Girl, 4, is first recipient of pioneering gene therapy delivered directly to the brain

Rylae-Ann Poulin attend computer class at Ruamrudee International school in Bangkok, Thailand, Friday, Jan. 13, 2023. (AP Photo/Sakchai Lalit)

Rylae-Ann Poulin had a rare genetic disorder that kept her from even lifting her head (Picture: AP)

When Rylae-Ann Poulin was a year old, she didn’t crawl or babble like other kids her age.

A rare genetic disorder kept her from even lifting her head. Her parents took turns holding her upright at night just so she could breathe comfortably and sleep.

Then, months later, doctors delivered gene therapy directly to her brain.

Now the 4-year-old is walking, running, swimming, reading and riding horses — ‘just doing so many amazing things that doctors once said were impossible,’ said her mother, Judy Wei.

Rylae-Ann, who lives with her family in Bangkok, was among the first to benefit from a new way of delivering gene therapy — attacking diseases inside the brain — that experts believe holds great promise for treating a host of brain disorders.

Her treatment recently became the first brain-delivered gene therapy after its approval in Europe and the United Kingdom for AADC deficiency, a disorder that interferes with the way cells in the nervous system communicate. New Jersey drugmaker PTC Therapeutics plans to seek US approval this year.

This photo provided by Judy Wei shows her daughter, Rylae-Ann Poulin, the first time she was admitted to an ICU, at a Singapore hospital in September 2018 (Picture: AP)

Meanwhile, about 30 US studies testing gene therapy to the brain for various disorders are ongoing, according to the National Institutes of Health. One, led by Dr. Krystof Bankiewicz at Ohio State University, also targets AADC deficiency. Others test treatments for disorders such as Alzheimer’s, Parkinson’s and Huntington’s.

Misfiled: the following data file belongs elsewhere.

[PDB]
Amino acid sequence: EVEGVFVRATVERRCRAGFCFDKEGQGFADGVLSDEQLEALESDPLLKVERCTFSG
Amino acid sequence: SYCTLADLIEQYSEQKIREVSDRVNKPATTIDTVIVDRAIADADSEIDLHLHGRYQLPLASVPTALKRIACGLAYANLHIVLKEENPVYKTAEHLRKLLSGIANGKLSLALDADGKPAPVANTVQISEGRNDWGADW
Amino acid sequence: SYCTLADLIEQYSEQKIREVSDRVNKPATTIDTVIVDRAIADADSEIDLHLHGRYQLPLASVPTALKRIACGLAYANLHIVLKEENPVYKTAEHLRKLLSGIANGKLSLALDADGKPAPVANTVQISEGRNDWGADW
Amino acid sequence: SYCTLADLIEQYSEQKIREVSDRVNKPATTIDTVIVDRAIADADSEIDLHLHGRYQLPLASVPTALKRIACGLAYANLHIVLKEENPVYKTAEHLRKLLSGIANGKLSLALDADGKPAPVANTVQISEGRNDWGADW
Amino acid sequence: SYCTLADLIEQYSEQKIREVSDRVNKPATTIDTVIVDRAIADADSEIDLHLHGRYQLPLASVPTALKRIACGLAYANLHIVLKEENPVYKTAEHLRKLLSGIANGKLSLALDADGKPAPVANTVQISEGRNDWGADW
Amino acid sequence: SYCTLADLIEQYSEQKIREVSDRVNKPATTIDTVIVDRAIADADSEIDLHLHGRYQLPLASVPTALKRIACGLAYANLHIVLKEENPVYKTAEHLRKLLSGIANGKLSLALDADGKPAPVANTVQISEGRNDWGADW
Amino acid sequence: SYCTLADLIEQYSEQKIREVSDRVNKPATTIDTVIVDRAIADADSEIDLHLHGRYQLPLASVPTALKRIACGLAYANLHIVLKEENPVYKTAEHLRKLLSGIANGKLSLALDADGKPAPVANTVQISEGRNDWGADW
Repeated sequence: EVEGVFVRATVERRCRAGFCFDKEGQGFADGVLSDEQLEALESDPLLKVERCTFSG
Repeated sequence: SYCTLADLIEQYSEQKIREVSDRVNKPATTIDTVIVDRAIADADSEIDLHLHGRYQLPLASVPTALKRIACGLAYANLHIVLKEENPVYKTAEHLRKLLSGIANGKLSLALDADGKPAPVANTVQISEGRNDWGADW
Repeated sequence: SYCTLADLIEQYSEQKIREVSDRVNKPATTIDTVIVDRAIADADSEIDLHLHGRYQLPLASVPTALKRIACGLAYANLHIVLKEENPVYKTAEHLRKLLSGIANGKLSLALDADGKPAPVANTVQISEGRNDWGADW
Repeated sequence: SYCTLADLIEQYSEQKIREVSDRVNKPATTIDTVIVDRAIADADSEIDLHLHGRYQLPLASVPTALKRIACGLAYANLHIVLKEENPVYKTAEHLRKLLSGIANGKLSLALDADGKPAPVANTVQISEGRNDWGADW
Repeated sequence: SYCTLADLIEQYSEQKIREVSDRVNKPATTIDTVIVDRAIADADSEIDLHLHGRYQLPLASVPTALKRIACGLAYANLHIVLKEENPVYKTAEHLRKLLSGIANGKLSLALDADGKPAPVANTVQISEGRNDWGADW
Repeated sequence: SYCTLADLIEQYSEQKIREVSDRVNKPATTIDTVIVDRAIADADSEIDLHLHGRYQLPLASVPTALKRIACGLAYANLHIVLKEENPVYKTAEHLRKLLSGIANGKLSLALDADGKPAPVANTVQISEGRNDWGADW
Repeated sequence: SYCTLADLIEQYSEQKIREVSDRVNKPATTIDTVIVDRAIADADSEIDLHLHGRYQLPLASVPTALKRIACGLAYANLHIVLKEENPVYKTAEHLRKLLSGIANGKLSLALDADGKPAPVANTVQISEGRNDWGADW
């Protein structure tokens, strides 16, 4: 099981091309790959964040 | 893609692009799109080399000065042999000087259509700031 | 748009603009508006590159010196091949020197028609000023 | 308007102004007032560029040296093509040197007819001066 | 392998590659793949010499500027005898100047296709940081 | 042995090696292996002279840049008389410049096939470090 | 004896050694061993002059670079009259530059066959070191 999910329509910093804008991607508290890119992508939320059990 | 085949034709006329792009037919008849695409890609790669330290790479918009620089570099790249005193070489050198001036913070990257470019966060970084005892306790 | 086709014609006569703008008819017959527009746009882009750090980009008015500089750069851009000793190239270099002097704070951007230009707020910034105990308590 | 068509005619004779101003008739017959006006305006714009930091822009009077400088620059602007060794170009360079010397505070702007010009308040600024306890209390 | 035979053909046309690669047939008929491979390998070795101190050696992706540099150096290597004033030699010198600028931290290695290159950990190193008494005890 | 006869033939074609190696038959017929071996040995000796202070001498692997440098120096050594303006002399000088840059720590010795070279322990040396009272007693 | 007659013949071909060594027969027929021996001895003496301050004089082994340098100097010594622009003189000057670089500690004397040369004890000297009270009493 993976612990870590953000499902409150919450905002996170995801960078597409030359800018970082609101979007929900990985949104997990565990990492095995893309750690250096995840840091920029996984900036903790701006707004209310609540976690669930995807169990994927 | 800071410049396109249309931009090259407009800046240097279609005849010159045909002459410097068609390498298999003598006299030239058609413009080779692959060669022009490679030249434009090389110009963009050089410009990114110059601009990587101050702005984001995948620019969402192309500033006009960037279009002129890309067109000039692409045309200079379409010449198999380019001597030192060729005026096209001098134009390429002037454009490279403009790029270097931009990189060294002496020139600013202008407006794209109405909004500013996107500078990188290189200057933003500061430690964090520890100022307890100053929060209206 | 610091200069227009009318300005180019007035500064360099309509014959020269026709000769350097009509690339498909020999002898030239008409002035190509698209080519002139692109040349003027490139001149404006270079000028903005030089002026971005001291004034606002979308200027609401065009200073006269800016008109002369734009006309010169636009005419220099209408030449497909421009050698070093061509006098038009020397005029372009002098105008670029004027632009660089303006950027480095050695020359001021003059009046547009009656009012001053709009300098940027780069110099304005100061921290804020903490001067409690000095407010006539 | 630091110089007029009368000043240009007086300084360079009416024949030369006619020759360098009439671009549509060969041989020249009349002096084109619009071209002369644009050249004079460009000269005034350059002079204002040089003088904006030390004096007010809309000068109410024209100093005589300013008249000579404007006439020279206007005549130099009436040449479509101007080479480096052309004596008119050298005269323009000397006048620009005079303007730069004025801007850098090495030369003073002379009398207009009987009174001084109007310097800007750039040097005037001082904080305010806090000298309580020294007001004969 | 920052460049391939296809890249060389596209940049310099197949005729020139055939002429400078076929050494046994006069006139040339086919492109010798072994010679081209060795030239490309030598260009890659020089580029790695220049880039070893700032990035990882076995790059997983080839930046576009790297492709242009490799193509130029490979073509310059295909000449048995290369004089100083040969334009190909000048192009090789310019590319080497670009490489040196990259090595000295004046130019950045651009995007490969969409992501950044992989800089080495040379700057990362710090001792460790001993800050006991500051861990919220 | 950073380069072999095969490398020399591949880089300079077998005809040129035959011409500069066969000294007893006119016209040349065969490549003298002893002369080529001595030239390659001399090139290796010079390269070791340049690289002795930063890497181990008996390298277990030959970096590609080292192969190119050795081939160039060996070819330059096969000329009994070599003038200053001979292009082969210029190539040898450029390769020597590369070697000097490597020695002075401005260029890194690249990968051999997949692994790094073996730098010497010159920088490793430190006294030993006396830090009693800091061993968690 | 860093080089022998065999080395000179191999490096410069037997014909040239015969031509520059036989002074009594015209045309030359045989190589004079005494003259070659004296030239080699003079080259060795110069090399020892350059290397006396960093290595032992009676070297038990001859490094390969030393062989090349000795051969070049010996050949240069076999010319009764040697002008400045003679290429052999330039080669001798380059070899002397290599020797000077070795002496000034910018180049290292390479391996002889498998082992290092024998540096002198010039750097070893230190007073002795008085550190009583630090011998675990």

Challenges remain, especially with diseases caused by more than a single gene. But scientists say the evidence supporting this approach is mounting — opening a new frontier in the fight against disorders afflicting our most complex and mysterious organ.

‘There’s a lot of exciting times ahead of us,’ said Bankiewicz, a neurosurgeon.

‘We’re seeing some breakthroughs.’

Rylae-Ann learns to ride a horse in Bangkok (Picture: AP)

The most dramatic of those breakthroughs involve Rylae-Ann’s disease, which is caused by mutations in a gene needed for an enzyme that helps make neurotransmitters like dopamine and serotonin, the body’s chemical messengers. The one-time treatment delivers a working version of the gene.

At around 3 months old, Rylae-Ann began having spells her parents thought were seizures — her eyes would roll back and her muscles would tense. Fluid sometimes got into her lungs after feedings, sending her to the emergency room. Doctors thought she might have epilepsy or cerebral palsy.

Around that time, Wei’s brother sent her a Facebook post about a child in Taiwan with AADC deficiency. The extremely rare disorder afflicts about 135 children worldwide, many in that country. Wei, who was born in Taiwan, and her husband, Richard Poulin III, sought out a doctor there who correctly diagnosed Rylae-Ann. They learned she could qualify for a gene therapy clinical trial in Taiwan.

Rylae-Ann attends physical education class at Ruamrudee International school in Bangkok …read more

Source:: Metro


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